News this week suggesting Japan’s $1.26 trillion public pension fund could shift more money into stocks and risky assets overseas should bolster the Nikkei stock index and underpin yen weakness, analysts say.
Advisors to the Government Pension Investment Fund (GPIF), the world’s biggest pension fund, said on Thursday the fund does not need to stick to the safety of Japanese government bonds (JGBs).
Analysts say this is a clear sign that the GPIF, which has the potential to have a significant market impact because of its size, could move more funds out of bonds. They add the main implications are that first, more GPIF funds move into equities and then into higher-yielding assets overseas, keeping the yen weak.
“There have been some rumblings about changes to the GPIF for a while but these comments are the most tangible,” said Sean Callow, senior currency strategist at Westpac Bank in Sydney.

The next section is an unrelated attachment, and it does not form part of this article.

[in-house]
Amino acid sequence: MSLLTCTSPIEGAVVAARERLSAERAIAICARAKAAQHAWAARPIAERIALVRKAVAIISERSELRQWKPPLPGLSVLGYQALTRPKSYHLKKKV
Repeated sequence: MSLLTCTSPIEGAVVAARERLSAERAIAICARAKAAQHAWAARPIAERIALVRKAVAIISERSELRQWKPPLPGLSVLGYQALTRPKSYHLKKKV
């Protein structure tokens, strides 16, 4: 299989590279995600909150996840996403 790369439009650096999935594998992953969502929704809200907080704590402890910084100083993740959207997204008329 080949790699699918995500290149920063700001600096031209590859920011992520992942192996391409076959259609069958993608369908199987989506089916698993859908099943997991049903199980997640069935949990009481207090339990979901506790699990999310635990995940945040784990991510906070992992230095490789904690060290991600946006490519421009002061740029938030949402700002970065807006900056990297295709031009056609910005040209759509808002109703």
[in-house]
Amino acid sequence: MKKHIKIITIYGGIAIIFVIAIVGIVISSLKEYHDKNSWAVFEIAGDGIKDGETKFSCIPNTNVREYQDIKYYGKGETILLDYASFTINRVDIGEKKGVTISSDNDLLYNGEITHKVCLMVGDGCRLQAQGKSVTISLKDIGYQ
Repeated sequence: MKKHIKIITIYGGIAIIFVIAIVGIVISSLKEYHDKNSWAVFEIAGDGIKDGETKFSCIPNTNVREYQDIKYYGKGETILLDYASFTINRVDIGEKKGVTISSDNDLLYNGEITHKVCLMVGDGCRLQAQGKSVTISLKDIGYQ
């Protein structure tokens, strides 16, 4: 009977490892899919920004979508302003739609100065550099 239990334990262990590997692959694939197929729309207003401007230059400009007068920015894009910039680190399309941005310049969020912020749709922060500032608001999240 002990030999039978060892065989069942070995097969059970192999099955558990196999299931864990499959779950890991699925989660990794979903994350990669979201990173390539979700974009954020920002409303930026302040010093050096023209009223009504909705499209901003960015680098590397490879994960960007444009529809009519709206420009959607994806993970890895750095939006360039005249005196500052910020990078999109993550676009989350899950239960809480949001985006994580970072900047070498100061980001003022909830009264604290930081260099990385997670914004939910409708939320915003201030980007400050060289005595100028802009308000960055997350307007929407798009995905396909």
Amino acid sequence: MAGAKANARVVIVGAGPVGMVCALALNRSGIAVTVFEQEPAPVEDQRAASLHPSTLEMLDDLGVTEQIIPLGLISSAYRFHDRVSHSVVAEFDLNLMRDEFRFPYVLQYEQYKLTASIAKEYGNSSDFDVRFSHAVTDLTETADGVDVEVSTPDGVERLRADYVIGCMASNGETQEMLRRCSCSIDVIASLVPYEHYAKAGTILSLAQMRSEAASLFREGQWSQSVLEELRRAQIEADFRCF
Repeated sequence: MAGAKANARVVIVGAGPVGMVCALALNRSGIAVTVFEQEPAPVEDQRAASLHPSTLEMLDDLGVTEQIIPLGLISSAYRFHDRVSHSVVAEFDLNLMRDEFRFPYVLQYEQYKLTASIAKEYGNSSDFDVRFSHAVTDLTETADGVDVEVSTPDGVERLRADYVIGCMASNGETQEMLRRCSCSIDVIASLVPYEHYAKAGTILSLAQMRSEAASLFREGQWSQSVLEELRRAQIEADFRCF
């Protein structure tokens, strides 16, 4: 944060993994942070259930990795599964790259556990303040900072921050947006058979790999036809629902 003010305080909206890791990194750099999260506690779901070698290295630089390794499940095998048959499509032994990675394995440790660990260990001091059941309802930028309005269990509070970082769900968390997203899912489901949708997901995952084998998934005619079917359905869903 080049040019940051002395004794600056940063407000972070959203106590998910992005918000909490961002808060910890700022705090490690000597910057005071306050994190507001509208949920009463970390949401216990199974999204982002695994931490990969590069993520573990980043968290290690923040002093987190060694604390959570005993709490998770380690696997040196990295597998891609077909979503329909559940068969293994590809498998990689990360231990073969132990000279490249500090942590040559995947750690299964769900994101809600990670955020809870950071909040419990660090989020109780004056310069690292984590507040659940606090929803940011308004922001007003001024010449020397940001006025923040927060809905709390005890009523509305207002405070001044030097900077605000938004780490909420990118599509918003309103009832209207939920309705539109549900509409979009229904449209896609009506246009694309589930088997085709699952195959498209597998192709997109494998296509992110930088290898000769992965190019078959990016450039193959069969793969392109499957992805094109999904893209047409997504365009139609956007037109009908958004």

“It would make sense that they [the GPIF] would look to take on more risk in an environment that the bank of Japan (BOJ) is committed to buying JGBs, driving out other buyers. The first move is likely to be into higher-yielding domestic assets such as equities as there is no currency risk,” he added.
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